After a recent rainstorm of about 2 inches of rain, I checked the tank. The effluent level rose 2 feet overnight. So, there has to be a leak. Thus the extra pumping into my leach field and failure.
Ok, so is there a leak, but how and where. With the tanks relatively young, (I pour concrete for a living) I doubt they are broken. What about the gasket for tank tops or the pipe in between the 2 tanks. What would be the most likely ground water intrusion to the system?
No tree roots remotely close.
Reply: tips for diagnosing septic tank back-flooding problems
I've dealt with this leach field flood problem as have countless others for a long time now and appreciate the frustrations involved. The professional you cite names some reasons that the field could be flooded, but may be shooting in the dark in that unless we do some diagnosis we don't know what's actually going on and don't know what to fix.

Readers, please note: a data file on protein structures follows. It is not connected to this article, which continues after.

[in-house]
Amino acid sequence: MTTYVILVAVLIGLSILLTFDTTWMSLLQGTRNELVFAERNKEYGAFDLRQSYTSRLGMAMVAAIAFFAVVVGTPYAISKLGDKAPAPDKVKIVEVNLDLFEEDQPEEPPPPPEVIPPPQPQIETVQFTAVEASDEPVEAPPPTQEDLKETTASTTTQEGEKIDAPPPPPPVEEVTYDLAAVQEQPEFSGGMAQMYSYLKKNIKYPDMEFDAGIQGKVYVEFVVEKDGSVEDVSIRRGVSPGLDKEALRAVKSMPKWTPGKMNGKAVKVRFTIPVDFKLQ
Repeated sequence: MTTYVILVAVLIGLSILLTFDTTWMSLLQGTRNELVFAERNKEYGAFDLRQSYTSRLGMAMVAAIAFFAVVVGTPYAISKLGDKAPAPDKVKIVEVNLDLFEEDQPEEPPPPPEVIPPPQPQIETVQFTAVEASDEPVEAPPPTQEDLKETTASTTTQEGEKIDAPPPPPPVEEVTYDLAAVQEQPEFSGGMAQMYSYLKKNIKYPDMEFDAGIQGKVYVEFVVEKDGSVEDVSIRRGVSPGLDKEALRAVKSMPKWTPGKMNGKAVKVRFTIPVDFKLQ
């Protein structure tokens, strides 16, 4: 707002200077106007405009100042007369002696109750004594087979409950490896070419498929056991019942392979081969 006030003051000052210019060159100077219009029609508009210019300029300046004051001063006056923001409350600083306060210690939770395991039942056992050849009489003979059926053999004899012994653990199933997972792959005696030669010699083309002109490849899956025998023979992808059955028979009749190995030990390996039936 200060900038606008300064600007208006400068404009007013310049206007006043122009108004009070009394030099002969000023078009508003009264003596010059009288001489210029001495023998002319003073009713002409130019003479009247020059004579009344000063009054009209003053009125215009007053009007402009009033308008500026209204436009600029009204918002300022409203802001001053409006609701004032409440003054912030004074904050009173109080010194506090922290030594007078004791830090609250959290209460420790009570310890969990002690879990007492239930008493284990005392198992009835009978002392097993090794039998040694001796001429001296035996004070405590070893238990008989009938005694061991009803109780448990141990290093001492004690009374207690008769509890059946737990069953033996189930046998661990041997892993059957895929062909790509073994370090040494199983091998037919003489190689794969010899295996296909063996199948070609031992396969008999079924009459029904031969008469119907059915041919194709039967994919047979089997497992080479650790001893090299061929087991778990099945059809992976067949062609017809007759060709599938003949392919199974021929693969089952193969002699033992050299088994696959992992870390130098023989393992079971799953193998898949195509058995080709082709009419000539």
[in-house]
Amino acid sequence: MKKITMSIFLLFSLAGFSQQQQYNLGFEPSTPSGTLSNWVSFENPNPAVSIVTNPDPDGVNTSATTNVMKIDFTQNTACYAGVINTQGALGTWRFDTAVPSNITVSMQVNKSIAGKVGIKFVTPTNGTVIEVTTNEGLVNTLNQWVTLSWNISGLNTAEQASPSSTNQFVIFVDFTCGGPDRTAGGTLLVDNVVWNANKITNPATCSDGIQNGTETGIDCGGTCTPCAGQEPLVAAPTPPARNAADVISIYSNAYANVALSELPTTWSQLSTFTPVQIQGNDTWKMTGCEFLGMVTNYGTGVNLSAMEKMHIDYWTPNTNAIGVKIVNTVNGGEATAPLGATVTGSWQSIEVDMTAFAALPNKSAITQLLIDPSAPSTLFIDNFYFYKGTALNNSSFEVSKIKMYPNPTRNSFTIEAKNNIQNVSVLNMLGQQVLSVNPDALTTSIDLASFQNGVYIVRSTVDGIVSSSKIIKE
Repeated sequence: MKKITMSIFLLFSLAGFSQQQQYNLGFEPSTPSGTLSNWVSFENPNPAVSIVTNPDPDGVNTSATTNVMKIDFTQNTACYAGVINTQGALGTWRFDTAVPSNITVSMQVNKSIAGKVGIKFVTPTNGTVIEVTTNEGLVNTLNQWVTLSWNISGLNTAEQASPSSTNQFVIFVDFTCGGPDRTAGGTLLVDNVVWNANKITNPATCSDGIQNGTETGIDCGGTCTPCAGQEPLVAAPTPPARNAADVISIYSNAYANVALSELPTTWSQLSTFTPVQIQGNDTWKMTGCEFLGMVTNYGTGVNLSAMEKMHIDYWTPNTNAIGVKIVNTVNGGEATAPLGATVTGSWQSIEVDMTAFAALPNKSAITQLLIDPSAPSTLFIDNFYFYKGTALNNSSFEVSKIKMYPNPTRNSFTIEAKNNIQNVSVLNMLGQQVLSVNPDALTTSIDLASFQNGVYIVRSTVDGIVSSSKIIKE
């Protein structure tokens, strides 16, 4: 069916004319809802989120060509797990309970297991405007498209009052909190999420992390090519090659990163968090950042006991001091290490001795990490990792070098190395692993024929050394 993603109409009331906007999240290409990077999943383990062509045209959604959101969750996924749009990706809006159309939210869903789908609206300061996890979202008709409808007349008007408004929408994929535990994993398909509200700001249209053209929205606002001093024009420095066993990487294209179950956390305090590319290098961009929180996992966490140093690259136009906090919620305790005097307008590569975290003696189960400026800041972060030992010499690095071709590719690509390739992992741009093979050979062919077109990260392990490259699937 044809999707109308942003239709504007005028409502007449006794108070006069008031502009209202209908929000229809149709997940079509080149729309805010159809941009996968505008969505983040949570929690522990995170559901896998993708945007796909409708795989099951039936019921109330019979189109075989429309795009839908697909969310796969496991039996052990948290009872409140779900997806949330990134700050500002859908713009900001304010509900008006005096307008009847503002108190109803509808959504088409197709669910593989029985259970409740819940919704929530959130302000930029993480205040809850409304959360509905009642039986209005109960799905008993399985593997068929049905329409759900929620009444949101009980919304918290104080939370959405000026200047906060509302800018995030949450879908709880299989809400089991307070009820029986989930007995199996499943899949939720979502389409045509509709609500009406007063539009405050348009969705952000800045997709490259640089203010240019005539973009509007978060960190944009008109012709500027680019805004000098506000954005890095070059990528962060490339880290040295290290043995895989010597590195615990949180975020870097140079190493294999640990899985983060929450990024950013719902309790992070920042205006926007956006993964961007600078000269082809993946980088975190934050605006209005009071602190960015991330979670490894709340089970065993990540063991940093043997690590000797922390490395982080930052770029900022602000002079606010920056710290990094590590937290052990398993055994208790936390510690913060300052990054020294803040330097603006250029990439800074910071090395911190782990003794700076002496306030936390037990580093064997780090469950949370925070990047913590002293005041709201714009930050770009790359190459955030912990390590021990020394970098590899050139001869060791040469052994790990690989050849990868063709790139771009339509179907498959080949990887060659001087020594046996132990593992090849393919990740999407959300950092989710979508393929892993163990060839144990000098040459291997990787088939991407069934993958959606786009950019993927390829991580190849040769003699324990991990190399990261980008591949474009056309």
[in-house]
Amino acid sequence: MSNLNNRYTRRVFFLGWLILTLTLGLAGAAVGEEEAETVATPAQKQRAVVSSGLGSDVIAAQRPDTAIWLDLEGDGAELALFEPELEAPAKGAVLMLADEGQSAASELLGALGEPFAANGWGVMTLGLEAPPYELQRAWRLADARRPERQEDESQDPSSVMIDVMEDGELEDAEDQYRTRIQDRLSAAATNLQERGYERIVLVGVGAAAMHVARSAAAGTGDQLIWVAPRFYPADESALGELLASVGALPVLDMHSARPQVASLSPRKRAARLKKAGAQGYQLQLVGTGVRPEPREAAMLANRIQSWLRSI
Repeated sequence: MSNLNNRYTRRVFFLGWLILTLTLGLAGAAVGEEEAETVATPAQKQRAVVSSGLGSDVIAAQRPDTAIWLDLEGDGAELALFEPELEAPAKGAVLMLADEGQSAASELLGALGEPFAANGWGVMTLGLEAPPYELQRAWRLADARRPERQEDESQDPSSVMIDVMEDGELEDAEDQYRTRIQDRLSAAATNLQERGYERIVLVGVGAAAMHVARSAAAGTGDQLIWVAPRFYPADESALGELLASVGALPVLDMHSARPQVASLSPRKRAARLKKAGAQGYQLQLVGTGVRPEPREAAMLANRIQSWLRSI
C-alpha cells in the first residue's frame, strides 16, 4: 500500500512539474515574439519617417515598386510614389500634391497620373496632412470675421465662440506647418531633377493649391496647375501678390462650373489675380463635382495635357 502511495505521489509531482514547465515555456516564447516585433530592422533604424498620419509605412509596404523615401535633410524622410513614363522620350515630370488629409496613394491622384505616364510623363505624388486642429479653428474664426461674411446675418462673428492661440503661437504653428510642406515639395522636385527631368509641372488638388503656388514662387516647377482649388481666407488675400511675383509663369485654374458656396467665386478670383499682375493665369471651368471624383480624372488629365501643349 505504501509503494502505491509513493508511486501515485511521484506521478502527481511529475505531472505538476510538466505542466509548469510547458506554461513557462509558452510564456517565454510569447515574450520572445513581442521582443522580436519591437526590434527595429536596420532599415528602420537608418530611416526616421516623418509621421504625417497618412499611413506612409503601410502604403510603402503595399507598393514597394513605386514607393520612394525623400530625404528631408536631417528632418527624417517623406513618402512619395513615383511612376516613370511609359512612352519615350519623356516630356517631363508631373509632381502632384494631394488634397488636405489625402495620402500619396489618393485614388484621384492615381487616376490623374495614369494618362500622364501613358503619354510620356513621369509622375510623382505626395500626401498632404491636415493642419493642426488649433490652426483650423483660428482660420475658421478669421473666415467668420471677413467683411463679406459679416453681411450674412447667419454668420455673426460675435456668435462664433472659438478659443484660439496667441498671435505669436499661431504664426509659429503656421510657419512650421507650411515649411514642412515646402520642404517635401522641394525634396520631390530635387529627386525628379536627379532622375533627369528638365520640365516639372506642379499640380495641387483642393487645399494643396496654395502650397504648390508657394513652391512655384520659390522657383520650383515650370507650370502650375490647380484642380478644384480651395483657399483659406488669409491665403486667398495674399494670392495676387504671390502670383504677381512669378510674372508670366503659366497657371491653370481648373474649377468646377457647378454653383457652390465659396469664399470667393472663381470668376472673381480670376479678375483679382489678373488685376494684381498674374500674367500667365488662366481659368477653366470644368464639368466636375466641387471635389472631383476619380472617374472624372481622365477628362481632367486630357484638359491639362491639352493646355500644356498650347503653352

I agree that a running toilet or water softener stuck in regeneration cycle can flood a drainfield.
So can water leaking into the tank at the tank top, at the tank inlet, tank outlet, or from a crack or damaged tank bottom, sides, or cover or from an improperly sealed septic tank access riser.
Water can also back-flood a septic tank (I'm more or less "inventing" this term but it will be obvious to most) by running backwards from a flooded septic drainfield into the septic tank.
The drainfield may be flooded by high ground water (which means the drainfield is not properly constructed and is too low), or by mishandling of surface or subsurface seasonal runoff that needs to be intercepted and directed away from the drainfield using a curtain drain or surface swale or both.
How to Diagnose a Flooded Septic Tank - a common cause of building sewage backups